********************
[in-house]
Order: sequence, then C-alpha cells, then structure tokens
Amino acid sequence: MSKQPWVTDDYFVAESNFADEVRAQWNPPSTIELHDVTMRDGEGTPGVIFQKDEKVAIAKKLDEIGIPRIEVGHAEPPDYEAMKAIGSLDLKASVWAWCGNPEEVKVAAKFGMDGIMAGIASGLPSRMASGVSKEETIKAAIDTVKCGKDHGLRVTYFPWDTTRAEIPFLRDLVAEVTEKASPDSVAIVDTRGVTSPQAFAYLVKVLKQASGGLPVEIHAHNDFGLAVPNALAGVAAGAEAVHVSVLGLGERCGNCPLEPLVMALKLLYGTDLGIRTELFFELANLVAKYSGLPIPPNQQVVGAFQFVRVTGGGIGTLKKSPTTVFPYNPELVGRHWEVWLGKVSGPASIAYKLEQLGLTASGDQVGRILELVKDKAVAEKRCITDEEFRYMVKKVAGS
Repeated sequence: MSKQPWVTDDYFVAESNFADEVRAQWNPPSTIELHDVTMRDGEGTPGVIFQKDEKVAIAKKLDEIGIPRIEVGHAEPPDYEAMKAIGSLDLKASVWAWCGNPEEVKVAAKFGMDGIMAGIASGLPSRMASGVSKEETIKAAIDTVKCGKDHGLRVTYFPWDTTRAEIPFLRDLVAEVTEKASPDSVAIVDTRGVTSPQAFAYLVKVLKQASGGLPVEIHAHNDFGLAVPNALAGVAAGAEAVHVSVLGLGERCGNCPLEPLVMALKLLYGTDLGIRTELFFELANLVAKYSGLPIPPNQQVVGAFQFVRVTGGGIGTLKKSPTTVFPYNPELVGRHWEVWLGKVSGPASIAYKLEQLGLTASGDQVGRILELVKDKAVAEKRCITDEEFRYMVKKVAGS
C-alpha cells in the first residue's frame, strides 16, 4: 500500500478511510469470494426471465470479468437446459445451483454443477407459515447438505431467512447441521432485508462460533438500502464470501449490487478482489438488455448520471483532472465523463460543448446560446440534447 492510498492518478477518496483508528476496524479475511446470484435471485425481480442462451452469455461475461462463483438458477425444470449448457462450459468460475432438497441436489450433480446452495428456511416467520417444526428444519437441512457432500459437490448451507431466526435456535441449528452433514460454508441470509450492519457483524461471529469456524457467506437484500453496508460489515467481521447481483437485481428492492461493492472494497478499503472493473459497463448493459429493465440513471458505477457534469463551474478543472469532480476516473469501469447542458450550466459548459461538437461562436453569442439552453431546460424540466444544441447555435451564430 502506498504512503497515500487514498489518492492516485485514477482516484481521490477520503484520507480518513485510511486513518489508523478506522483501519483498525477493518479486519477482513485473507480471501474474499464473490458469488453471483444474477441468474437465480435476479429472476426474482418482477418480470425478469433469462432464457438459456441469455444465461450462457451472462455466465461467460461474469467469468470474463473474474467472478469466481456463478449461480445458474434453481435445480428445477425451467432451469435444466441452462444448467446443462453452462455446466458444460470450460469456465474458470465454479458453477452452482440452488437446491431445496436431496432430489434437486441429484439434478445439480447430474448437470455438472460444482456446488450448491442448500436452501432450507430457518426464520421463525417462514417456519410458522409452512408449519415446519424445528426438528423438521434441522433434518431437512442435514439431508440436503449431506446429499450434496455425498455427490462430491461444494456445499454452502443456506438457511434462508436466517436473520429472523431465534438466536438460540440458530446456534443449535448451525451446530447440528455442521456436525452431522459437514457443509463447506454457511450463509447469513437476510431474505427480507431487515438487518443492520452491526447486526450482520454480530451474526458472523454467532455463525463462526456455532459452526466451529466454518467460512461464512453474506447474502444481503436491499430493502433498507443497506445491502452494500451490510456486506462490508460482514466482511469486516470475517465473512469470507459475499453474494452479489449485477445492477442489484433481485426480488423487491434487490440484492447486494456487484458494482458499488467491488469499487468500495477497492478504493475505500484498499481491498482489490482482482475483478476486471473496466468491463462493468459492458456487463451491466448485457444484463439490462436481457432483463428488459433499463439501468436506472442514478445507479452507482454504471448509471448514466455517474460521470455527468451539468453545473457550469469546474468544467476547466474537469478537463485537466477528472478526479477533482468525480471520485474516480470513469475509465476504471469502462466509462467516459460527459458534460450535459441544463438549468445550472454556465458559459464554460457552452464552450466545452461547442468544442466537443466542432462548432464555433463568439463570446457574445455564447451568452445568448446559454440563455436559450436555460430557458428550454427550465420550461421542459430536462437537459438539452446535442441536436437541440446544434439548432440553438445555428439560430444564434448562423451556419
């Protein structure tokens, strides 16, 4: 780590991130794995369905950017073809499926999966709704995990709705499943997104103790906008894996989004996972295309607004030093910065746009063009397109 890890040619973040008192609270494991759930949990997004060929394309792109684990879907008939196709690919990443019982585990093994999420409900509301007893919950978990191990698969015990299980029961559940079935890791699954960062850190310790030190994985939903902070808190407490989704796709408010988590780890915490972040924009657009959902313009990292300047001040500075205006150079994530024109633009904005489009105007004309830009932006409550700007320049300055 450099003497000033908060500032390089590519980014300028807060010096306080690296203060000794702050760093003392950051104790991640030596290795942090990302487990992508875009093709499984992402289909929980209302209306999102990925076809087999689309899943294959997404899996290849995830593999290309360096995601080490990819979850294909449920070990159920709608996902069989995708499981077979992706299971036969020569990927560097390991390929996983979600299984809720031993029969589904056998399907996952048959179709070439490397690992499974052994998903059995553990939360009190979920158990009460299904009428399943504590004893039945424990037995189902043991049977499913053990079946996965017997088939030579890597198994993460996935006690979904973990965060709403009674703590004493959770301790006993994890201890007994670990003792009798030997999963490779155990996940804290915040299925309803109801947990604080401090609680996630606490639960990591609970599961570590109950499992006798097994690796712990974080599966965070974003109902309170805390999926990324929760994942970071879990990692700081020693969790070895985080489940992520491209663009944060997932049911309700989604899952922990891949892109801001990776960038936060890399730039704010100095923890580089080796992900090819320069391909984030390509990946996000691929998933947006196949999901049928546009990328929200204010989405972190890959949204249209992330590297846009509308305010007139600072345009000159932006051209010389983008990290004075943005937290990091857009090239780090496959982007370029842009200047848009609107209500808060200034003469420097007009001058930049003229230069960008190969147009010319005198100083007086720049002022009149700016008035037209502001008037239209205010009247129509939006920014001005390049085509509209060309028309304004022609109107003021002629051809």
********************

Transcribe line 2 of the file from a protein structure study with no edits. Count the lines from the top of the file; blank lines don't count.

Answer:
Order: sequence, then C-alpha cells, then structure tokens